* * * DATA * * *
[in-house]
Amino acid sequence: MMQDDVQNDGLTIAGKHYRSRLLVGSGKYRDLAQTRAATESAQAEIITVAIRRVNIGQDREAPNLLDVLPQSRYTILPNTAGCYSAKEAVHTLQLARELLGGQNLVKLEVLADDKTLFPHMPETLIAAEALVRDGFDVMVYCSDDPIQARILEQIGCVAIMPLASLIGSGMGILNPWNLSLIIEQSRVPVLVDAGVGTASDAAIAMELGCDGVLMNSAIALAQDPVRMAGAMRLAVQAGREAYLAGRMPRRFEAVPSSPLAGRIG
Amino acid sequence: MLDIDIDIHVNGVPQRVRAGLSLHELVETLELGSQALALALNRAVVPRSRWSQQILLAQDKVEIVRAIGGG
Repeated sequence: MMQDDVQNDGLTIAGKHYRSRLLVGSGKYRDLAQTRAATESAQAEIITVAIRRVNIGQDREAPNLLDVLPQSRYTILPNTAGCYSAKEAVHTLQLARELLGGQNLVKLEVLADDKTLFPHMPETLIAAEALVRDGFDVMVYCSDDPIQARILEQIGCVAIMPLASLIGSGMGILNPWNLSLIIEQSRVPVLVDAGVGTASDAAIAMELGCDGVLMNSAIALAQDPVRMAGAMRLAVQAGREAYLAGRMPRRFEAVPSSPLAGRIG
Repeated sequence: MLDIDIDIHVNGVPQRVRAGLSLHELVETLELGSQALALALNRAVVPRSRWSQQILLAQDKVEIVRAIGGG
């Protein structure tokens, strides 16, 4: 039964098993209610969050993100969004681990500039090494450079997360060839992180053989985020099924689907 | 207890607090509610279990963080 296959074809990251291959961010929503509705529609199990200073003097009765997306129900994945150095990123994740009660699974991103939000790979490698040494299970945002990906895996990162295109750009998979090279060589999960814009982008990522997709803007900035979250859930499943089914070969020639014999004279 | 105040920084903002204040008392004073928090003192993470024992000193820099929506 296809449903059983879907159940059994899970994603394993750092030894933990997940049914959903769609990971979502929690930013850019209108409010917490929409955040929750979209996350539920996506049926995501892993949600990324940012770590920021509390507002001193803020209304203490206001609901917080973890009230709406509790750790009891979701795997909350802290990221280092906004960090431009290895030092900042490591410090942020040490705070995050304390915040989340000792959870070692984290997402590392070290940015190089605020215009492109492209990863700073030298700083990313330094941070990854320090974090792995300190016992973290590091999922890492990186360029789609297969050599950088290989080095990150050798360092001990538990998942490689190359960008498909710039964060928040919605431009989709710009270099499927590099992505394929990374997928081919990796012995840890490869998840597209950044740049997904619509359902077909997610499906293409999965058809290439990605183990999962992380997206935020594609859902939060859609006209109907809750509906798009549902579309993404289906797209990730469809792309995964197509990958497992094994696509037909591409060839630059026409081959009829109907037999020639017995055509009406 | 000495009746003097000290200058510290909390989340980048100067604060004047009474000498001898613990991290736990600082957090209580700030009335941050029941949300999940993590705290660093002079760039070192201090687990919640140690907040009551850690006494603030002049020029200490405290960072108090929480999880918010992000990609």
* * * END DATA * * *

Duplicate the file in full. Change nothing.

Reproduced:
[in-house]
Amino acid sequence: MMQDDVQNDGLTIAGKHYRSRLLVGSGKYRDLAQTRAATESAQAEIITVAIRRVNIGQDREAPNLLDVLPQSRYTILPNTAGCYSAKEAVHTLQLARELLGGQNLVKLEVLADDKTLFPHMPETLIAAEALVRDGFDVMVYCSDDPIQARILEQIGCVAIMPLASLIGSGMGILNPWNLSLIIEQSRVPVLVDAGVGTASDAAIAMELGCDGVLMNSAIALAQDPVRMAGAMRLAVQAGREAYLAGRMPRRFEAVPSSPLAGRIG
Amino acid sequence: MLDIDIDIHVNGVPQRVRAGLSLHELVETLELGSQALALALNRAVVPRSRWSQQILLAQDKVEIVRAIGGG
Repeated sequence: MMQDDVQNDGLTIAGKHYRSRLLVGSGKYRDLAQTRAATESAQAEIITVAIRRVNIGQDREAPNLLDVLPQSRYTILPNTAGCYSAKEAVHTLQLARELLGGQNLVKLEVLADDKTLFPHMPETLIAAEALVRDGFDVMVYCSDDPIQARILEQIGCVAIMPLASLIGSGMGILNPWNLSLIIEQSRVPVLVDAGVGTASDAAIAMELGCDGVLMNSAIALAQDPVRMAGAMRLAVQAGREAYLAGRMPRRFEAVPSSPLAGRIG
Repeated sequence: MLDIDIDIHVNGVPQRVRAGLSLHELVETLELGSQALALALNRAVVPRSRWSQQILLAQDKVEIVRAIGGG
């Protein structure tokens, strides 16, 4: 039964098993209610969050993100969004681990500039090494450079997360060839992180053989985020099924689907 | 207890607090509610279990963080 296959074809990251291959961010929503509705529609199990200073003097009765997306129900994945150095990123994740009660699974991103939000790979490698040494299970945002990906895996990162295109750009998979090279060589999960814009982008990522997709803007900035979250859930499943089914070969020639014999004279 | 105040920084903002204040008392004073928090003192993470024992000193820099929506 296809449903059983879907159940059994899970994603394993750092030894933990997940049914959903769609990971979502929690930013850019209108409010917490929409955040929750979209996350539920996506049926995501892993949600990324940012770590920021509390507002001193803020209304203490206001609901917080973890009230709406509790750790009891979701795997909350802290990221280092906004960090431009290895030092900042490591410090942020040490705070995050304390915040989340000792959870070692984290997402590392070290940015190089605020215009492109492209990863700073030298700083990313330094941070990854320090974090792995300190016992973290590091999922890492990186360029789609297969050599950088290989080095990150050798360092001990538990998942490689190359960008498909710039964060928040919605431009989709710009270099499927590099992505394929990374997928081919990796012995840890490869998840597209950044740049997904619509359902077909997610499906293409999965058809290439990605183990999962992380997206935020594609859902939060859609006209109907809750509906798009549902579309993404289906797209990730469809792309995964197509990958497992094994696509037909591409060839630059026409081959009829109907037999020639017995055509009406 | 000495009746003097000290200058510290909390989340980048100067604060004047009474000498001898613990991290736990600082957090209580700030009335941050029941949300999940993590705290660093002079760039070192201090687990919640140690907040009551850690006494603030002049020029200490405290960072108090929480999880918010992000990609």